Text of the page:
All of us GMs have been there. We create an encounter that we think will be a cake walk for the players and they roll terribly. Either that or they split the party and neither group can help the other. The question then becomes, “How does the GM same the party?” because we all know the players will never, EVER run away when they really, really should. The encounter balancing system of any game is not perfect, but 5e is notoriously bad, and the GM has to make adjustments on the fly. These three rules can save the characters’ bacon.
1) Remove Enemies From the Battle
Not long ago I sent my players to Hell. They were second level and pretty much spent for the day, but I wanted them to have a memorable experience. So I made a number of easy fights against weak devils that were chained to the slaves the characters were trying to rescue. I made sure to describe the slaves as non-responsive, like they were just following orders and otherwise not conscious of their actions. So one of the players tried to rally the slaves and have them fight back. All that did was get the attention of ALL if the nearby devils, instantly turning several easy encounters into one very deadly encounter.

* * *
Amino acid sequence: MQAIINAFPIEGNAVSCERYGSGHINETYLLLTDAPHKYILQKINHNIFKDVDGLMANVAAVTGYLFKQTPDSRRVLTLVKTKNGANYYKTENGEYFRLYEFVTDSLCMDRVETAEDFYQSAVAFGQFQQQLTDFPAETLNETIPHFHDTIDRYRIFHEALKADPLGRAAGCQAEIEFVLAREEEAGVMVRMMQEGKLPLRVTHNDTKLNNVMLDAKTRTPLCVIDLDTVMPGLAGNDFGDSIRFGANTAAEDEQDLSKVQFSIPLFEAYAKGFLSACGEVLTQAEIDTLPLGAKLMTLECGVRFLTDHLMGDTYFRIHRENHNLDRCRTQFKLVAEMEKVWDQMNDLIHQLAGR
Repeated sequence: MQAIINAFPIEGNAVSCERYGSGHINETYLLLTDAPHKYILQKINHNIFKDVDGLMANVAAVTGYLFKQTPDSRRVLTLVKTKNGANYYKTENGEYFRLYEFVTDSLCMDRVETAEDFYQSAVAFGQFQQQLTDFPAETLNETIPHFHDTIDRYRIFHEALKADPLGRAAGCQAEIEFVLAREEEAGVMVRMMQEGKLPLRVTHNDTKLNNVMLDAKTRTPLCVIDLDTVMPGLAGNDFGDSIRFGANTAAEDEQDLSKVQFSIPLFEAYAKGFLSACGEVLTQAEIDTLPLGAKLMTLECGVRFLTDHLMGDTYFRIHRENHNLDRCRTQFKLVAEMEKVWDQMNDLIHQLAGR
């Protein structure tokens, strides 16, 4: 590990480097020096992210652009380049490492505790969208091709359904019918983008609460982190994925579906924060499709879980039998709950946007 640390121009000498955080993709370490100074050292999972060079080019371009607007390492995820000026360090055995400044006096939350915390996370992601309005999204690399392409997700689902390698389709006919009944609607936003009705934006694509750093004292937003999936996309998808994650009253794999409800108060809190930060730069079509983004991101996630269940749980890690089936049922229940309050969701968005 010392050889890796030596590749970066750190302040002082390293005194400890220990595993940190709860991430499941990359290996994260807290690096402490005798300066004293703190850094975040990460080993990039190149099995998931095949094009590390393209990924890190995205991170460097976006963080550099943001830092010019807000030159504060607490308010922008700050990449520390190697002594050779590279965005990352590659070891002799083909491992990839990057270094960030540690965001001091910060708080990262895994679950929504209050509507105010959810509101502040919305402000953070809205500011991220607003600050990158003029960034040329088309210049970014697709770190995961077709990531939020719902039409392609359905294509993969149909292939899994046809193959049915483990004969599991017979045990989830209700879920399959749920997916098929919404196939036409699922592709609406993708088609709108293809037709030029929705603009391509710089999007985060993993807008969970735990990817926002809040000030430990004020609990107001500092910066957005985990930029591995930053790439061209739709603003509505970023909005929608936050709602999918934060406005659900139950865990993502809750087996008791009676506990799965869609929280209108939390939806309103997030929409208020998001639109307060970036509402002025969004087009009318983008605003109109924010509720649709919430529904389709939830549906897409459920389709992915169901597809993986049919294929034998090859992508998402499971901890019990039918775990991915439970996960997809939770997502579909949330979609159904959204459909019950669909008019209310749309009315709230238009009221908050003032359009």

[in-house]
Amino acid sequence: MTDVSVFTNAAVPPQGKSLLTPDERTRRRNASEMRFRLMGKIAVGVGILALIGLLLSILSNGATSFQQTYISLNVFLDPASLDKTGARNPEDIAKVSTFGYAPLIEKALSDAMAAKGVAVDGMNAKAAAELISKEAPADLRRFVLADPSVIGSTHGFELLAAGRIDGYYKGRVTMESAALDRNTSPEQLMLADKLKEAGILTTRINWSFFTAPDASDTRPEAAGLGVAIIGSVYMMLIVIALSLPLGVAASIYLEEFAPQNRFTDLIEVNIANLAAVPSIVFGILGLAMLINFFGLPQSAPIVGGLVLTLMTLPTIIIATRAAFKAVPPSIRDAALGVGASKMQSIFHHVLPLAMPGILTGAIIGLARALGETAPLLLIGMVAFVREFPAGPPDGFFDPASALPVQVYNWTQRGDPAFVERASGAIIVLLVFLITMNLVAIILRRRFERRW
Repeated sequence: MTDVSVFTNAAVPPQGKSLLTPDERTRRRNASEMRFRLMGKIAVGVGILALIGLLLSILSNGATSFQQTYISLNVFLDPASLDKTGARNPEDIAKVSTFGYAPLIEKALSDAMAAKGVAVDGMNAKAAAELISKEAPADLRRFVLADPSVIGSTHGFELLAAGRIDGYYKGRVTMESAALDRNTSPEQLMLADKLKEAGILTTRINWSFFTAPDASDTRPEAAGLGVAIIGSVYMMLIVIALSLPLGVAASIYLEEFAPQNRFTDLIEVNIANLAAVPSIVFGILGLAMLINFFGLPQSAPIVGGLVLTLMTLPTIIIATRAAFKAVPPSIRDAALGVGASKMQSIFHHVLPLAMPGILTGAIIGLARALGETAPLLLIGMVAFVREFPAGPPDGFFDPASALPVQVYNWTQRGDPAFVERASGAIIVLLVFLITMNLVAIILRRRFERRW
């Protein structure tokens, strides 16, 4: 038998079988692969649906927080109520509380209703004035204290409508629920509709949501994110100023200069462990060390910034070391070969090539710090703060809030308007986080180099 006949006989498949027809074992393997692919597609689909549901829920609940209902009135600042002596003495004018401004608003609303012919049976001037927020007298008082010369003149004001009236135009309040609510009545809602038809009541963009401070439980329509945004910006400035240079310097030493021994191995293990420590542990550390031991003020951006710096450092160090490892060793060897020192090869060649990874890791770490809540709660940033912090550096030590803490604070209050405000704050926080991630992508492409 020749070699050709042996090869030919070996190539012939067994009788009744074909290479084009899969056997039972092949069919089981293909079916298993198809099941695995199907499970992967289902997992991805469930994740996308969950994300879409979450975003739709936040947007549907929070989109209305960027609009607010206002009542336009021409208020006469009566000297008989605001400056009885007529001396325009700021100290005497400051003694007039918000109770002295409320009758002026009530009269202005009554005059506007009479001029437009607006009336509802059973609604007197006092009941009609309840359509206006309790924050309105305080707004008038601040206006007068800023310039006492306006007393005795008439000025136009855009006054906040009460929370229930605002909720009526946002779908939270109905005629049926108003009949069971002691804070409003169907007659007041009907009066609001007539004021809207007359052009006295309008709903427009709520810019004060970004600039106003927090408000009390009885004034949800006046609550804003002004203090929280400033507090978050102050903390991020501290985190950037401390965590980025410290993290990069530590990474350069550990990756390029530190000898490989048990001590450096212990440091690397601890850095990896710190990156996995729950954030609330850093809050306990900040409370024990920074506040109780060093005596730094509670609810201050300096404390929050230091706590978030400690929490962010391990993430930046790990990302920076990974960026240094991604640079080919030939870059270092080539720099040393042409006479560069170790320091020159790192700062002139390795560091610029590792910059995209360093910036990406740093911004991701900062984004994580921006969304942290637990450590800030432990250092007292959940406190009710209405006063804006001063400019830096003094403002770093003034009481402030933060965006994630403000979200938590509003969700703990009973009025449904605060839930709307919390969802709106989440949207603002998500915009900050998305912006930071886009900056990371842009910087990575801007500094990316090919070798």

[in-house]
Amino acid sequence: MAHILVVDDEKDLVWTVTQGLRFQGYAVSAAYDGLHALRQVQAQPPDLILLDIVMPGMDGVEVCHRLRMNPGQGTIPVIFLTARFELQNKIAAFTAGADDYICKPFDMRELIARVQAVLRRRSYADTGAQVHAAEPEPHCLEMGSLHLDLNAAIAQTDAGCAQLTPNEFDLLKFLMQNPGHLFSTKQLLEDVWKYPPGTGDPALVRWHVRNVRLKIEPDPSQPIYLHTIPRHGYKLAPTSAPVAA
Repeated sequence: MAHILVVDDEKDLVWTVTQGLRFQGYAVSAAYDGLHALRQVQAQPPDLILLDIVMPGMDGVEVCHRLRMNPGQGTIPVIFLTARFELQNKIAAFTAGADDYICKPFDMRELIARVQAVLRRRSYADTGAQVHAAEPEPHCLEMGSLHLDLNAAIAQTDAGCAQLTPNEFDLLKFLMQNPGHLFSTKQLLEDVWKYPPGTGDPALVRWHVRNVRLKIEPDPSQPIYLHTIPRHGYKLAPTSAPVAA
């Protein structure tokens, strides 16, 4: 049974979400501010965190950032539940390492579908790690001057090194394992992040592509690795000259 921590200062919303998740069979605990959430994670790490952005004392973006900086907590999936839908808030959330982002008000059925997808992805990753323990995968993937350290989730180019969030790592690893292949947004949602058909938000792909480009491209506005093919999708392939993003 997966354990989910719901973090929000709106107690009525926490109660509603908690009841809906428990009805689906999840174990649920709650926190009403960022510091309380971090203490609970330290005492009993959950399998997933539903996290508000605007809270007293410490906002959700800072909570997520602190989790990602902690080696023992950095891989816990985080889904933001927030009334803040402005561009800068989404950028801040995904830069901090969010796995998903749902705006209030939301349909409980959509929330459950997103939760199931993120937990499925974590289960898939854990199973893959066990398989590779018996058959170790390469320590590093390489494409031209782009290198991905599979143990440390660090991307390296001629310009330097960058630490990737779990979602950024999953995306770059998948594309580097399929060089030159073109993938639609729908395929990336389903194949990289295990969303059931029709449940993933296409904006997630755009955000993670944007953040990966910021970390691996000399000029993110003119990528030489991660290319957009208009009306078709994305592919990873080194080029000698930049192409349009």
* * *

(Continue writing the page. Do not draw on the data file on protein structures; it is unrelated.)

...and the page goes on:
So how did I rescue the players? I took some pieces off the board. That infernal boar there? It no longer has 25 hp. It now has 10. That imp over there, it uses invisibility on itself to get into a better position and never pops back out. All of the sudden, that encounter became much more survivable.
What else can you do? Have an enemy run away. Have an enemy hide and then make an escape through a previously undiscovered tunnel.
2) Have Some Reason for the Battle Other Than Killing
Unless the players are there for the express purpose of killing the other side, there is some goal in mind. The same is true for the bad guys. Is there some MacGuffin the characters are trying to keep safe that the NPCs are trying to steal? Add a rogue with mage hand or a wizard with telekinesis to grab the item and the bad guys retreat. When the goal is no longer there, the fight is no longer important.
3) “Invite” Them to Leave
Those of you familiar with Critical Role know a character dies pretty early on in Campaign 2. It was obvious that that battle went against the players. Had it continued, it would have resulted in a TPK. Instead, the leader of the bad guys told them to leave, saying he’s teaching them a lesson. They left, licked their wounds, got more help, and then came back to fight.
That was definitely a loss, but inviting the players to leave took them out of the battle for a moment, letting them assess their situation and make the right call. Yes one character died, but the others lived and the story continued. Don’t be afraid to kill off one or two characters; be afraid of the TPK.